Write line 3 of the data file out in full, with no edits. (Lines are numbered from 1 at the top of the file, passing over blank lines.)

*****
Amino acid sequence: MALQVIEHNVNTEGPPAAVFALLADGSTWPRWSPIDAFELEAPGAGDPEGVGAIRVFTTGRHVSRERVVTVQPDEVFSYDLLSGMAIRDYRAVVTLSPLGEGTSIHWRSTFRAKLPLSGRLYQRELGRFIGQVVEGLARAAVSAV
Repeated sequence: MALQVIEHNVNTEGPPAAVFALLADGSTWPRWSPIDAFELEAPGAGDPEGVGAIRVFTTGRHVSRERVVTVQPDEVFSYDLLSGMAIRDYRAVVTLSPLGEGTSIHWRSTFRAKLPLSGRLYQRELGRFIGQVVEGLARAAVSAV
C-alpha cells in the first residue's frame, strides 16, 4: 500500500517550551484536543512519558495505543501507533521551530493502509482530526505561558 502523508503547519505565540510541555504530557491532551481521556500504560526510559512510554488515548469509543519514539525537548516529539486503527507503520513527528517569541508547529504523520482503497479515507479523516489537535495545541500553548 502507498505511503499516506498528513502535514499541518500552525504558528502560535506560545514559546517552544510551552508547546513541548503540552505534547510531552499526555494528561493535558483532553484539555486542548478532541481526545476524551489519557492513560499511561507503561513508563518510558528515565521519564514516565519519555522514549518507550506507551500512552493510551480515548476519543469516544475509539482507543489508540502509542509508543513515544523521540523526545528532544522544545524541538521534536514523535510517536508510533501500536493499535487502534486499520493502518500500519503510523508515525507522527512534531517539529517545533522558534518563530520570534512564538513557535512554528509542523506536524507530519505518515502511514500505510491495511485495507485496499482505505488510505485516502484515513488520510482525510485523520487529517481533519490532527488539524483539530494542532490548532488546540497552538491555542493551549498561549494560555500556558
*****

C-alpha cells in the first residue's frame, strides 16, 4: 500500500517550551484536543512519558495505543501507533521551530493502509482530526505561558 502523508503547519505565540510541555504530557491532551481521556500504560526510559512510554488515548469509543519514539525537548516529539486503527507503520513527528517569541508547529504523520482503497479515507479523516489537535495545541500553548 502507498505511503499516506498528513502535514499541518500552525504558528502560535506560545514559546517552544510551552508547546513541548503540552505534547510531552499526555494528561493535558483532553484539555486542548478532541481526545476524551489519557492513560499511561507503561513508563518510558528515565521519564514516565519519555522514549518507550506507551500512552493510551480515548476519543469516544475509539482507543489508540502509542509508543513515544523521540523526545528532544522544545524541538521534536514523535510517536508510533501500536493499535487502534486499520493502518500500519503510523508515525507522527512534531517539529517545533522558534518563530520570534512564538513557535512554528509542523506536524507530519505518515502511514500505510491495511485495507485496499482505505488510505485516502484515513488520510482525510485523520487529517481533519490532527488539524483539530494542532490548532488546540497552538491555542493551549498561549494560555500556558